if Putin consciously aided Snowden, that choice – like those made
by the Empress Catherine — was based on calculations of political
advantage, rather than a principled devotion to individual liberty.
And Edward Snowden’s willingness to accept help from Russia is akin
to the entreaties made on behalf of the American rebels by Francis
Dana.

Commenting
about Snowden’s flight to Russia en route to Latin America, a very
good friend (and former editor) of mine observed: “If Edward Snowden
is going to hopscotch around the word to locations where elections
are rigged and human rights ignored, that giant sucking sound is
sympathy evaporating for him.”

A better way
of viewing Snowden’s behavior is that he is hopscotching around
the world to countries not ruled by governments that kill
people by remote control, and are strong enough to prevent him from
being seized and tortured by the only government that routinely
commits crimes of that kind.

Yes, Vladimir
Putin and his clique are products of the Soviet system that murdered
tens of millions of people. At present, however, they are content
to contain their ambitions to the country they currently control. 

Russian drones
aren’t plying the skies above distant countries, raining death and
terror on helpless neighborhoods. Putin the ex-KGB chief doesn’t
have Tuesday meetings to authorize summary executions on the basis
of a “Kill List” compiled by anonymous and unaccountable
functionaries. Russia’s
FSB secret police, like its counterpart, the FBI, does stage false-flag
terrorist incidents
, but once again, those are carried out for
domestic political purposes. Moscow doesn’t provide arms, training,
and support to terrorist groups in Syria, Iran, and elsewhere; that’s
Washington’s gig. And since September 2001 it has Washington, not
Moscow, that employs the services of KGB-trained secret police in
countries like Uzbekistan
and Syria.

During the
Brezhnev era, Soviet “journalists” routinely participated
in KGB-orchestrated denunciations of dissidents and human rights
activists. As the well-coiffed commissar David
Gregory
demonstrated during his June 24 interview with Glenn
Greenwald, behavior of that kind is not quite commonplace for members
of the American media elite. An even more repellent example was
provided by New
York Times
columnist Ross Sorkin, who said on CNBC
that
“I’d almost arrest Glenn Greenwald [because] he wants to help
get him to Ecuador or whatever.”

Russia is ruled
by a degenerate gangster regime, not a cunning Communist cabal pursuing
global hegemony and ideological domination. In many important ways,
that long-suffering country is less collectivist than the United
States has become.

In Russia today,
“Solzhenitsyn’s Gulag
Archipelago
is required reading in schools for 11th graders,”
notes Russian writer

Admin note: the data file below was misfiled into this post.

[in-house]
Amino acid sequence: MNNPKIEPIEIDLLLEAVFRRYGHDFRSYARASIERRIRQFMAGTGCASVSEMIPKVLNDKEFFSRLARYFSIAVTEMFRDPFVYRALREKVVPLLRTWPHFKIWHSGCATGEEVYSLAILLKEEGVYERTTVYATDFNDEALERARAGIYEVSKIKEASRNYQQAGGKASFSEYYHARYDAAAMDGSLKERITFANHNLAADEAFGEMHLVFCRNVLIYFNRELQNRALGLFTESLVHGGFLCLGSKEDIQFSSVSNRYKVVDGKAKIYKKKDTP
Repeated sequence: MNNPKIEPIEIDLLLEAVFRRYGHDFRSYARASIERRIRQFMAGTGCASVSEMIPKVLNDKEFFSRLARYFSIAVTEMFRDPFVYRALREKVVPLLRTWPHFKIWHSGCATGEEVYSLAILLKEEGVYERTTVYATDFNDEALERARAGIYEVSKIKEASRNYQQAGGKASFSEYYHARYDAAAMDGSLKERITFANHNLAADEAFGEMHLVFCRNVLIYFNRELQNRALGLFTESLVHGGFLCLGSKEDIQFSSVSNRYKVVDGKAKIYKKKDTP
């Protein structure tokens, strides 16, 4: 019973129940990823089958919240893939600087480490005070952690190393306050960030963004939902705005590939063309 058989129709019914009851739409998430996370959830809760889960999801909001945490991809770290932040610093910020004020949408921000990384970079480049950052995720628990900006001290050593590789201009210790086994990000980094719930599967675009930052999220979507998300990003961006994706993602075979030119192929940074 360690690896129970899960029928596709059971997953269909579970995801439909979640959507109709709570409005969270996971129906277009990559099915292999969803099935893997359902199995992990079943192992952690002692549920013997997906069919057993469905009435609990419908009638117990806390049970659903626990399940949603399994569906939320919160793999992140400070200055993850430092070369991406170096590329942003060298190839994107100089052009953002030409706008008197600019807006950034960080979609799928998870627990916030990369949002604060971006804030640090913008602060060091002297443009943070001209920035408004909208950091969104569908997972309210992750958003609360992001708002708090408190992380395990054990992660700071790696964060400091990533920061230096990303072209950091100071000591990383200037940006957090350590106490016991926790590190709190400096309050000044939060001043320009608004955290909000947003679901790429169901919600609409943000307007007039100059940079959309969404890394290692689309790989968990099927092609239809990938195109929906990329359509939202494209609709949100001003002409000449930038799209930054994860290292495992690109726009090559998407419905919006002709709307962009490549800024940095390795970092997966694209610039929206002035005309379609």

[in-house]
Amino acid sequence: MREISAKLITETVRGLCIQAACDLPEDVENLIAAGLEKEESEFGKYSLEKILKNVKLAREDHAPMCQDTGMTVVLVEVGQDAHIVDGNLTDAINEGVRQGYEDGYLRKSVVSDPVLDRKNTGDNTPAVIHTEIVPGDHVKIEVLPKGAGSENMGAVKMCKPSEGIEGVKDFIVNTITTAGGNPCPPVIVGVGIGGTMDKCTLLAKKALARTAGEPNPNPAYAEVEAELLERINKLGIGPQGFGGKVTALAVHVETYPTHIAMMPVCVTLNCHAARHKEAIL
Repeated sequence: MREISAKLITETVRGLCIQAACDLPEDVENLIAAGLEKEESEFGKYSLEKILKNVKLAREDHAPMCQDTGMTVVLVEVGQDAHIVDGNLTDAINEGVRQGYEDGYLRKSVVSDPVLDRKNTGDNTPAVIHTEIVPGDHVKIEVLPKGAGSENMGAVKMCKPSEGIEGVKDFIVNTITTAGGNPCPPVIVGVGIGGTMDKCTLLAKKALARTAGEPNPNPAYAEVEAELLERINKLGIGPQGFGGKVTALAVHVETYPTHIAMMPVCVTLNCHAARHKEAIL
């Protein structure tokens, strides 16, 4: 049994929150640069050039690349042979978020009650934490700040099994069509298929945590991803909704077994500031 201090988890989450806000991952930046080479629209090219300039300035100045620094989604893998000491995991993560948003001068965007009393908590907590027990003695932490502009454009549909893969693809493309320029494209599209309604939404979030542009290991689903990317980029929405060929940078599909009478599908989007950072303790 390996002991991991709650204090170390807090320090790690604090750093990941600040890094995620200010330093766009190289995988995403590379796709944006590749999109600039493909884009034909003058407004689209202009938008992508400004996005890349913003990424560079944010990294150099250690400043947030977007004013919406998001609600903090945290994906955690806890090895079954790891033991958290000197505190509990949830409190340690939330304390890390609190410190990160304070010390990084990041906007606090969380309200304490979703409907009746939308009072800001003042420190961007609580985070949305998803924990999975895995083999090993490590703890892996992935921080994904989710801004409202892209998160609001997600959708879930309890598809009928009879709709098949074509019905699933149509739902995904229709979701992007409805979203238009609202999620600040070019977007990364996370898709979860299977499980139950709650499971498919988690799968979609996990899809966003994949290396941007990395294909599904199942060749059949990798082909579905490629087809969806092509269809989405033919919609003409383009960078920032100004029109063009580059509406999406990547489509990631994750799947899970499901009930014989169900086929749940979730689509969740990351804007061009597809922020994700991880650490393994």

Stanislav Mishin
(who could be described as the Russian equivalent
of a Pat Buchanan-style nationalist conservative). “All the brutality
of the Soviets and the crimes that were committed will be in the
minds of our children for generations. Where is any review [in American
schools] of the crimes that Wall Street committed when it sponsored
and set up those same Communist Marxists or Hitler’s Fascist Marxists?
Nowhere. Where is the admission of the massacres that the American
army committed in the independent nation of the Confederate States?
Nowhere, nor [is there] anything of the terror bombings of German
cities or anything else of that nature. You will never hear anything
on these from those NYC/DC blabber heads who love their Wall Street
and think that genocidaires like Sherman were bully.”

Mishin observes
that under the administration of former President Medvedev (a protégé
of Putin), Russia had a flat income tax – “and not the 30% or so
suggested by those American conservatives but at 13” – and a top
corporate tax rate of 24% “compared to the American Federal rate
of 36% and additional state rates.” There is also a far greater
diversity of opinion in the Russian media than one finds in the
American “free” press — a fact underscored quite memorably by the
way the American media eagerly joined in the Orwellian Two-Minutes
Hate of Edward Snowden.

What about
foreign aggression and revolutionary subversion? Aren’t Putin and
his comrades to blame for promoting terrorism? One imagines Mishin
drawing a steadying breath before addressing that subject.

“Who
invaded over 30 nations in less than 200 years?” Mishin quite reasonably
inquires. “Who has fought over 6 wars since 1991: Iraq followed
by 10 years of bombing them, Somalia, Bosnia, Yugoslavia, Iraq,
and Afghanistan, while engaging unofficially in Somalia, Kenya,
Yemen, Pakistan and the Philippines? Who waxes and screams for full
invasions of Iran, Yemen, Pakistan, Venezuela? Who threatened to
bomb our ships and come in and defend the Chechen Islamics? Who
sponsored revolutions in Serbia, Armenia, Georgia, Ukraine, Belarus
(failed), Kyrgyzstan, Uzbekistan (failed), Moldova (failed)?”

Whatever we
learn about Snowden’s motives and affiliations, questions of the
kind raised by Mishin should be honestly considered by those who
criticize the whistle-blower for “hopscotching” from country
to country to elude the long reach of the drone-murderers and dungeon
masters in Washington. Assuming that a gap separates post-Soviet
Russia from proto-Soviet Amerika, it’s one that can be crossed in
the kind of modest jump one performs in a hopscotch game.

June
26, 2013

William
Norman Grigg [send him mail]
publishes the Pro
Libertate
blog and hosts the Pro
Libertate radio program
.

Copyright
© 2013 William Norman Grigg

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Best of William Norman Grigg


This article originally appeared on: Lew Rockwell